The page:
Resource Conservation and Recovery Act.   The Resource Conservation and Recovery Act, which we refer to as RCRA, is the principal federal statute governing the treatment, storage and disposal of hazardous and non-hazardous solid wastes.  RCRA imposes stringent operating requirements and liability for failure to meet such requirements, on a person who is either a “generator” or “transporter” of hazardous waste or an “owner” or “operator” of a hazardous waste treatment, storage or disposal facility. Analogous state laws further impose requirements associated with the management of solid wastes. At present, RCRA includes a statutory exemption that allows most oil and gas exploration and production wastes to be classified and regulated as non-hazardous wastes. A similar exemption is contained in many of the state counterparts to RCRA.  At various times in the past, proposals have been made to amend RCRA to rescind the exemption that excludes oil and gas exploration and production wastes from regulation as hazardous wastes. Repeal or modification of the exemption by administrative, legislative or judicial process, or modification of similar exemptions in applicable state statutes, would increase the volume of hazardous waste we are required to manage and dispose and would cause us to incur increased operating expenses. Also, in the ordinary course of our operations, we generate small amounts of ordinary industrial wastes, such as paint wastes, waste solvents and waste oils that may be regulated as hazardous wastes. We believe that our operations comply in all material respects with the requirements of RCRA and its state counterparts.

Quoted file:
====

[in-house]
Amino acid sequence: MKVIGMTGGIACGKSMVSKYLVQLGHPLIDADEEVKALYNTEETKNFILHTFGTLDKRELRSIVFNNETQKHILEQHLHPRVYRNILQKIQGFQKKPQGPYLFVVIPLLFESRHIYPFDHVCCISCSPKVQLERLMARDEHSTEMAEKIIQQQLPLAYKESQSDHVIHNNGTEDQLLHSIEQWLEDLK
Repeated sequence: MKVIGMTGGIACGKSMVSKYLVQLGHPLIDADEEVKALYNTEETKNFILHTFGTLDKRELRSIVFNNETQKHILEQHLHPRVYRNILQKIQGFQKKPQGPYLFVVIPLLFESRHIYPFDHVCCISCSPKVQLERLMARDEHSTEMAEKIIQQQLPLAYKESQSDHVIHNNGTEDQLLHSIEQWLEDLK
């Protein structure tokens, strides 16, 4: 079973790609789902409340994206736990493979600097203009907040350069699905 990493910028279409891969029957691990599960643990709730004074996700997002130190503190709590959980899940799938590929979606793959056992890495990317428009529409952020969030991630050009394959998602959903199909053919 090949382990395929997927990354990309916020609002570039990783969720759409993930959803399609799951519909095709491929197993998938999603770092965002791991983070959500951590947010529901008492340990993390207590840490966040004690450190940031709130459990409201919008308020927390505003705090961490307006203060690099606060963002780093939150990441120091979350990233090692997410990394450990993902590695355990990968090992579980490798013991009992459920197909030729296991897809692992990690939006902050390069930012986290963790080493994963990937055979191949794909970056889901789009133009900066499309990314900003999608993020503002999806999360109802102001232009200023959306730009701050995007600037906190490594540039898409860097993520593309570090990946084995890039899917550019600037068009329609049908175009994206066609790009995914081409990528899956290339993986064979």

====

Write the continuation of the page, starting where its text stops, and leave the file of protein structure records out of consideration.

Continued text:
Naturally Occurring Radioactive Materials, which we refer to as NORM, are materials not covered by the Atomic Energy Act, whose radioactivity is enhanced by technological processing such as mineral extraction or processing through exploration and production conducted by the oil and gas industry. NORM wastes are regulated under the RCRA framework, but primary responsibility for NORM regulation has been a state function. Standards have been developed for worker protection; treatment, storage and disposal of NORM waste; management of waste piles, containers and tanks; and limitations upon the release of NORM contaminated land for unrestricted use. We believe that the operations of our properties are in material compliance with all applicable NORM standards established by the various states in which we operate wells.